Ubuntu 14.10 privacy issues

There’s something that has been bothering me over the last three weeks. The default permissions offered by Ubuntu are incredibly permissive and anyone sharing a computer or laptop wanting to have some privacy is screwed by it.

How is it that a relative of mine can just enter my /home folder, snatch whatever file and do whatever he/she wants with it?

The notion itself is crazy, and I don’t know why Canonical haven’t addressed it. In a multiuser environment no one should read/write anything.

This is something OpenSUSE got right, something that Fedora also got right (as far as I remember). But Ubuntu? far from it.

I hope that someday they attend the issue; and yes, I realize I can tweak a few settings and chmod my home folder but that doesn’t make the fact that there is a privacy issue going on.

The key here is that average users have a right for privacy, regardless of their technical knowledge.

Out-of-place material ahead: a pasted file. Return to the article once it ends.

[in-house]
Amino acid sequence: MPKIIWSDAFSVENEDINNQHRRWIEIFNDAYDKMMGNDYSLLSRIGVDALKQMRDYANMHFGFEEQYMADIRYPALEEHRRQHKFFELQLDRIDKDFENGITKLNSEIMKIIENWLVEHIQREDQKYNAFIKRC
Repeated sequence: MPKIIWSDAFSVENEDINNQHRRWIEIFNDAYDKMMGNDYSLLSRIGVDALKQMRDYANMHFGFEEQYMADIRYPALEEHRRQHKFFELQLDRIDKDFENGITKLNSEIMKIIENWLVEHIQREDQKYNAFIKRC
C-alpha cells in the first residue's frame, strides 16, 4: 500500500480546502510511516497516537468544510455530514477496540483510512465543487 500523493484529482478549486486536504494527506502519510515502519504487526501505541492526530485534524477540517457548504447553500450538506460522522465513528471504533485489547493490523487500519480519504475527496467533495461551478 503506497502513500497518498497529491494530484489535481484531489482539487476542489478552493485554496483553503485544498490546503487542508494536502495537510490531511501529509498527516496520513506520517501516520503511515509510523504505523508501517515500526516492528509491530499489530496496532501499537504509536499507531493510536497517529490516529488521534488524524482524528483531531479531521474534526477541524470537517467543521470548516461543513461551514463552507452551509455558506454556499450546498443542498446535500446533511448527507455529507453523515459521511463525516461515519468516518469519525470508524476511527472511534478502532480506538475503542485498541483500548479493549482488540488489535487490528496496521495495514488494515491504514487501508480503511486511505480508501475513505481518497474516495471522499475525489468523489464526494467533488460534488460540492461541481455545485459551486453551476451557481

Thoughts on migrating from Pelican to Ghost blogging platform

Thoughts on migrating from Pelican to Ghost blogging platform

Finally, it took me a whole day to do the full migration but I’m finally back. I’m very much glad that this is over; I shudder at the thought of having more than 400 posts and needing to migrate to other blog/CMS system as it’s a very ardeous task in general, and it shouldn’t be taken lightly either.

Thoughts on Pelican

To those who don’t know Pelican is a static site generator. Recently I posted a few days ago that static site generators sucks in general and it has much to do with the fact that it doesn’t solve anything. It devolves to the idea that just writing markup formats such as Markdown and Textile is okay rather than making a better blogging software. When it comes to managing your posts, updating them or adding assets it dawns on you that maybe it wasn’t a great idea.

Ghost isn’t so bad in the resource consumption department. I have set up nginx and both combined just works quite well. Personally? I didn’t want to deal with WordPress either.

Pelican documentation for users and developers isn’t that good. It made the whole migration harder as I had to poke through every little class to know what I’m dealing with. There is even a broken signal that should have sufficed for this export called all_generators_finalized; sadly I never got to use it because Pelican doesn’t recognize it.